An alternative to cost-efficient models for regional disaggregation is equity-weighted ‘fair share’ emissions allocations. This approach is adopted in the ASCOR tool and by Climate Action Tracker . Fair shares are based on ethical and political considerations, and therefore may have limited use for evaluating companies, particularly multinational corporations.
3. Evaluate corporate entities within their policy contexts
Country and company analyses of climate risks can be cross-referenced to better understand how companies are performing in relation to the local regulatory conditions in which they operate. Such an analysis would consider country-specific features, including economic structure, state ownership of key entities and the dominance of certain industries. The TPI corporate tool and the sovereign ASCOR tool can be used jointly for this purpose, for example.
Blunt approaches such as coal exclusion policies or a singular focus on reducing financed emissions could systemically impact the economy of a country that currently relies on emissions-intensive activities. Investors should adjust their expectations of high-emitting companies by considering country circumstances and develop tailored, place-based engagement strategies. Going beyond requests for company disclosure of emissions and targets, investors should build a dialogue informed by detailed insights of company business models, their ability to transition, wider trends and the economic importance of emissions-intensive sectors in a given country.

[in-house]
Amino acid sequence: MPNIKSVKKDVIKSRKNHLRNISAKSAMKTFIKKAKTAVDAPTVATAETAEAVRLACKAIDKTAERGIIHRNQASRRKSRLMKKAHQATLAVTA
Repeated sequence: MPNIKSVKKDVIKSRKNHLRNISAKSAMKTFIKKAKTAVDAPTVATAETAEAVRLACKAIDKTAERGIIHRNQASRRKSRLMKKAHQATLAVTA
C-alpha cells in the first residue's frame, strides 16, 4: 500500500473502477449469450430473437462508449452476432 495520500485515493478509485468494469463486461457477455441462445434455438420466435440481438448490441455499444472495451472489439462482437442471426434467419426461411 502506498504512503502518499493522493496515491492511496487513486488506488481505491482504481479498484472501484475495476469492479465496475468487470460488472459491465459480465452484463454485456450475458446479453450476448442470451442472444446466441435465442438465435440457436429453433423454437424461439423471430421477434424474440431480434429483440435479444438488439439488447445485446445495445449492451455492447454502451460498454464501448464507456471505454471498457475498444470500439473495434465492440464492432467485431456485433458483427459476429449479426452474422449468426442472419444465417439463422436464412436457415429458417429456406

To loosen the historical deadlock on international climate finance and enable a just and climate-resilient low-carbon transition, it is crucial to put the principle of ‘common but differentiated responsibilities’ into practice and make the transition affordable in emerging economies.
Although the need for regional benchmarks and improved modelling data is clear, investors must integrate equity into climate finance through a multi-faceted approach. Even if more detailed regional benchmarks existed, investors would still need to draw on complementary resources. The three approaches highlighted in this commentary are a good starting point and represent possible routes to drive finance to where it is most needed, to ensure a truly global transition.
The authors would like to thank Simon Dietz for his review of this commentary.
This commentary draws on research conducted within the Transition Pathway Initiative Centre (TPI Centre) based at the Grantham Research Institute on Climate Change and the Environment. The TPI Centre uses public disclosure to evaluate companies on two pillars: Management Quality and Carbon Performance. The TPI Centre also assesses sovereigns against the Assessing Sovereign Climate-related Opportunities and Risks (ASCOR) framework, provides the data for Climate Action 100+, and assesses banks against the TPI Net Zero Banking Assessment Framework.